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Biofuels and world hunger

Published Oct 12, 2007 11:41 PM

While obesity is a major health problem in the United States, and a growing problem in other developed countries, 854 million people throughout the world are hungry, according to the United Nation’s Food and Agricultural Organization. The FAO defines hunger as a person not getting enough food every day to sustain themselves.

Ten million children under the age of 5 die each year from hunger, according to an article in the Lancet, a major medical journal. Three billion people out of the 6 billion in the world face premature death due to lack of nutrition or potable water, according to the FAO; 2.4 billion people have to cook with wood or other biological products and 1.6 billion have no access to electricity.

In the past year, the problem of hunger—especially in the least developed areas of the world like sub-Saharan Africa and South Asia—has grown sharper because the price of corn has shot up, more than doubling in the past 12 months and the price of wheat has reached a ten-year high. The world has less than 60 days of corn stockpiled, the lowest level in decades, and the stock of wheat is at a 25-year low.

The reason for this increase is the policy recently adopted by the Bush administration to produce a major amount of ethanol from corn. Ethanol can be used as a substitute for fuels produced from petroleum.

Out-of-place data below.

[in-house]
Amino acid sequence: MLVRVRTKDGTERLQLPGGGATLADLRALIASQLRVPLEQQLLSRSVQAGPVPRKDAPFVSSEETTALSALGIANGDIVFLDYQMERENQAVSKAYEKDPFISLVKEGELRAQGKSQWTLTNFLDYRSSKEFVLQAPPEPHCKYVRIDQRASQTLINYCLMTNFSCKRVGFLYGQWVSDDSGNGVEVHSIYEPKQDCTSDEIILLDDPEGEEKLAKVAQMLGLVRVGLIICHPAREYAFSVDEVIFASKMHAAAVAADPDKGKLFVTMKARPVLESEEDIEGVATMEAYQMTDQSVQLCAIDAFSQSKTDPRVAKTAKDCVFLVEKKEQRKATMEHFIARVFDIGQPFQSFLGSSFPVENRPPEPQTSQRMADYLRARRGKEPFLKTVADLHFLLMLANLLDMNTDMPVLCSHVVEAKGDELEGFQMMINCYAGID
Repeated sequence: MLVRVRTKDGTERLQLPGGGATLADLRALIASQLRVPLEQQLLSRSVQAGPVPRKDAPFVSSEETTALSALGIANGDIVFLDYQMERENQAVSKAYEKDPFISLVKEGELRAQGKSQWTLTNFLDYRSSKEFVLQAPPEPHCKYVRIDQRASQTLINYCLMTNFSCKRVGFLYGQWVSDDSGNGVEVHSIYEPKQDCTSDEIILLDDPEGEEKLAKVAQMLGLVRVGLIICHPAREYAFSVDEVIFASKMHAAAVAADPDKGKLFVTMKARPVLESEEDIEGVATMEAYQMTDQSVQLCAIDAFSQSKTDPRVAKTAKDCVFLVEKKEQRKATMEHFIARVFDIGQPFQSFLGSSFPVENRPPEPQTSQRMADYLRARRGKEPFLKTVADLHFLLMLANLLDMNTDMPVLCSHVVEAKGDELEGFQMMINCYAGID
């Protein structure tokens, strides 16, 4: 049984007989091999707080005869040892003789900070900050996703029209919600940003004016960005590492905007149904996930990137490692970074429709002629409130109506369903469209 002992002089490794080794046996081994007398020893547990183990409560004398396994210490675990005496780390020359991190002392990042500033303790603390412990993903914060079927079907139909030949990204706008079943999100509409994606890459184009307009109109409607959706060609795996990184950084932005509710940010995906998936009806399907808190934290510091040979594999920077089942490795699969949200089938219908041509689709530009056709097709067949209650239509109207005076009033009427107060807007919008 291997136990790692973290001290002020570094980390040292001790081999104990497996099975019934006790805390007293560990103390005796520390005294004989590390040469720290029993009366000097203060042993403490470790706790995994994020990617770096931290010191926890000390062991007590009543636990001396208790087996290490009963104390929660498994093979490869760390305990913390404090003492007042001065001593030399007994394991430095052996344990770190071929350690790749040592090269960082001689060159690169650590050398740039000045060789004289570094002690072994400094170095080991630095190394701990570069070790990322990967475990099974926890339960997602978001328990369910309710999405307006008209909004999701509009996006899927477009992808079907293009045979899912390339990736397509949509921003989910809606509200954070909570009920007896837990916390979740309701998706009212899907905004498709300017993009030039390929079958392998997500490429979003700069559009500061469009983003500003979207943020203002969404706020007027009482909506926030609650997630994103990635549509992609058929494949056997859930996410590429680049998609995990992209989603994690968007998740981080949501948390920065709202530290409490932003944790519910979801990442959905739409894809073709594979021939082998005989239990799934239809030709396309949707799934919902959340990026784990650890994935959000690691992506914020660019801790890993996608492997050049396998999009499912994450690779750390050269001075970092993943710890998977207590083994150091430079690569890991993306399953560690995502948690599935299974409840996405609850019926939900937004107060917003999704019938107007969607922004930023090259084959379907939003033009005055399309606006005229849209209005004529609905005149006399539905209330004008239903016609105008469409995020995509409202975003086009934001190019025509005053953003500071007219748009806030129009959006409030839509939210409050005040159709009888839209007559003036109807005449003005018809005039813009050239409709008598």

In the developed countries, not much corn is consumed directly. Instead, it is used as feed to produce milk and dairy products, eggs, meat (beef, chicken, pork), cereals, peanut butter, soft drinks and snacks.

But in countries like Mexico and South Africa, with a significant level of economic development—certainly not at the level of the U.S. or Western Europe, but nonetheless substantial—corn meal is a staple.

Mexico came close to food rebellions earlier this year, when the price of corn meal rose by 400 percent. Thousands of angry workers came out in the streets all over the country, waving corncobs. These workers were used to spending up to a third of their income on corn meal to make tortillas and were even used to fluctuations in corn prices—but a 400 percent increase was catastrophic.

Mexico is the fourth-largest producer of corn in the world and under NAFTA it can import supposedly cheap corn from the U.S. Mexico’s President Felipe Calderón cobbled together a “voluntary” price control plan, enforced by angry consumers.

Prices of white corn meal in South Africa have risen by 186 percent in the last two years, due to poor harvests throughout much of southern Africa and the demand-driven world price, which has been pushed higher by the demand for ethanol produced by corn in the U.S. The number of people the U.N. calls “food insecure,” particularly in Zimbabwe, Swaziland, Lesotho and southern Mozambique, has gone from 3.1 million in 2006 to 6.1 million this year.

Imperialists use corn as weapon

In an article entitled “Foodstuff as Imperial Weapon: Bio-fuels and Global Hunger,” Cuban President Fidel Castro pointed out, “The sinister idea of turning foodstuffs into fuel was definitely established as the economic strategy of the U.S. foreign policy on Monday, March 26th last.” Fidel Castro quoted an Associated Press dispatch about George Bush’s meeting with car company executives in which the U.S. president called on the industry to modify engines to run on ethanol in order to reduce “reliance on imported oil.”

In this dispatch, Bush said he was going to call on Congress to mandate the production of 35 billion gallons of ethanol by 2017, which Fidel Castro points out is a phenomenal amount that “will happen after a great number of investments, which could only be afforded by the most powerful companies whose operations are based on the consumption of electricity and fuel.”